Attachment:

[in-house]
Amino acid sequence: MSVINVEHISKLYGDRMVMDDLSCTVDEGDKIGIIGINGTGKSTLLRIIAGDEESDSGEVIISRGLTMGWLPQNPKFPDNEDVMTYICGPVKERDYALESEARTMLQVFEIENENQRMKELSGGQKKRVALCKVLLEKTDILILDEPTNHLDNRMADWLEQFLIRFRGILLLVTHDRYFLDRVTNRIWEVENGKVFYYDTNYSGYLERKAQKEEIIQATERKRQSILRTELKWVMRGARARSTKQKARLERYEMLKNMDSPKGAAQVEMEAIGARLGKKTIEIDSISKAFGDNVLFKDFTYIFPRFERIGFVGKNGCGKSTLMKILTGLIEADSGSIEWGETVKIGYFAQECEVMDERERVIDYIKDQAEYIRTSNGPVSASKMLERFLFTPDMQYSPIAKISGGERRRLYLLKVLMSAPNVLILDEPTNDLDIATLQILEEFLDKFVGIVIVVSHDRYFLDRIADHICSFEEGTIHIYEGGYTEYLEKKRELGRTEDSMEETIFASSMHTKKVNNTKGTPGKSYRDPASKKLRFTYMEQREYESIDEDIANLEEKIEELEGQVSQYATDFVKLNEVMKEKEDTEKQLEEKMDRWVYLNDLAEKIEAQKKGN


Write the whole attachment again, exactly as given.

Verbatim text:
[in-house]
Amino acid sequence: MSVINVEHISKLYGDRMVMDDLSCTVDEGDKIGIIGINGTGKSTLLRIIAGDEESDSGEVIISRGLTMGWLPQNPKFPDNEDVMTYICGPVKERDYALESEARTMLQVFEIENENQRMKELSGGQKKRVALCKVLLEKTDILILDEPTNHLDNRMADWLEQFLIRFRGILLLVTHDRYFLDRVTNRIWEVENGKVFYYDTNYSGYLERKAQKEEIIQATERKRQSILRTELKWVMRGARARSTKQKARLERYEMLKNMDSPKGAAQVEMEAIGARLGKKTIEIDSISKAFGDNVLFKDFTYIFPRFERIGFVGKNGCGKSTLMKILTGLIEADSGSIEWGETVKIGYFAQECEVMDERERVIDYIKDQAEYIRTSNGPVSASKMLERFLFTPDMQYSPIAKISGGERRRLYLLKVLMSAPNVLILDEPTNDLDIATLQILEEFLDKFVGIVIVVSHDRYFLDRIADHICSFEEGTIHIYEGGYTEYLEKKRELGRTEDSMEETIFASSMHTKKVNNTKGTPGKSYRDPASKKLRFTYMEQREYESIDEDIANLEEKIEELEGQVSQYATDFVKLNEVMKEKEDTEKQLEEKMDRWVYLNDLAEKIEAQKKGN